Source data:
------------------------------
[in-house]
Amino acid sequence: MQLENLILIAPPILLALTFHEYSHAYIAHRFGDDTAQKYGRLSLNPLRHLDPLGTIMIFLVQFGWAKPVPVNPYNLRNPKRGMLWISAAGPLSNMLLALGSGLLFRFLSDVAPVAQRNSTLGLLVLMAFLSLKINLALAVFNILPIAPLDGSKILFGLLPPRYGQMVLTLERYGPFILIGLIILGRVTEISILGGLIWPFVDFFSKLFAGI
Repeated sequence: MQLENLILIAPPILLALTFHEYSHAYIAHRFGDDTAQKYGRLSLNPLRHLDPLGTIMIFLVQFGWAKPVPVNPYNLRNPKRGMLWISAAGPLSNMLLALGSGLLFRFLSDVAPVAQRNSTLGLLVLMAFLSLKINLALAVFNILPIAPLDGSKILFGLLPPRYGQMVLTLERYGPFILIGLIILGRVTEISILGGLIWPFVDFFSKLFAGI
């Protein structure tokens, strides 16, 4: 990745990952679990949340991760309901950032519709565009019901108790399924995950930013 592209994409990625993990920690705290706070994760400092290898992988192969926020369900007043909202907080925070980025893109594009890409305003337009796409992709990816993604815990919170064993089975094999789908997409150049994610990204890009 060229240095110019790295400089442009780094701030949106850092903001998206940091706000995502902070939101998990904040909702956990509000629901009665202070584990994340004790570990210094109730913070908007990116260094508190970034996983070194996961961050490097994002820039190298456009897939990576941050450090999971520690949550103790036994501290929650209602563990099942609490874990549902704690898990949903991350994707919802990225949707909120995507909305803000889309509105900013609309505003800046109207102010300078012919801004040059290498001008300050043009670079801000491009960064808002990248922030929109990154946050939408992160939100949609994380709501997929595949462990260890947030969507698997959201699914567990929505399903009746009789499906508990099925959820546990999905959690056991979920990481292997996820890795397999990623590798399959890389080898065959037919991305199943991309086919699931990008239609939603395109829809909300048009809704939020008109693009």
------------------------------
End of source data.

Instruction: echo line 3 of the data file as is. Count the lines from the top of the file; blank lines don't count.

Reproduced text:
Repeated sequence: MQLENLILIAPPILLALTFHEYSHAYIAHRFGDDTAQKYGRLSLNPLRHLDPLGTIMIFLVQFGWAKPVPVNPYNLRNPKRGMLWISAAGPLSNMLLALGSGLLFRFLSDVAPVAQRNSTLGLLVLMAFLSLKINLALAVFNILPIAPLDGSKILFGLLPPRYGQMVLTLERYGPFILIGLIILGRVTEISILGGLIWPFVDFFSKLFAGI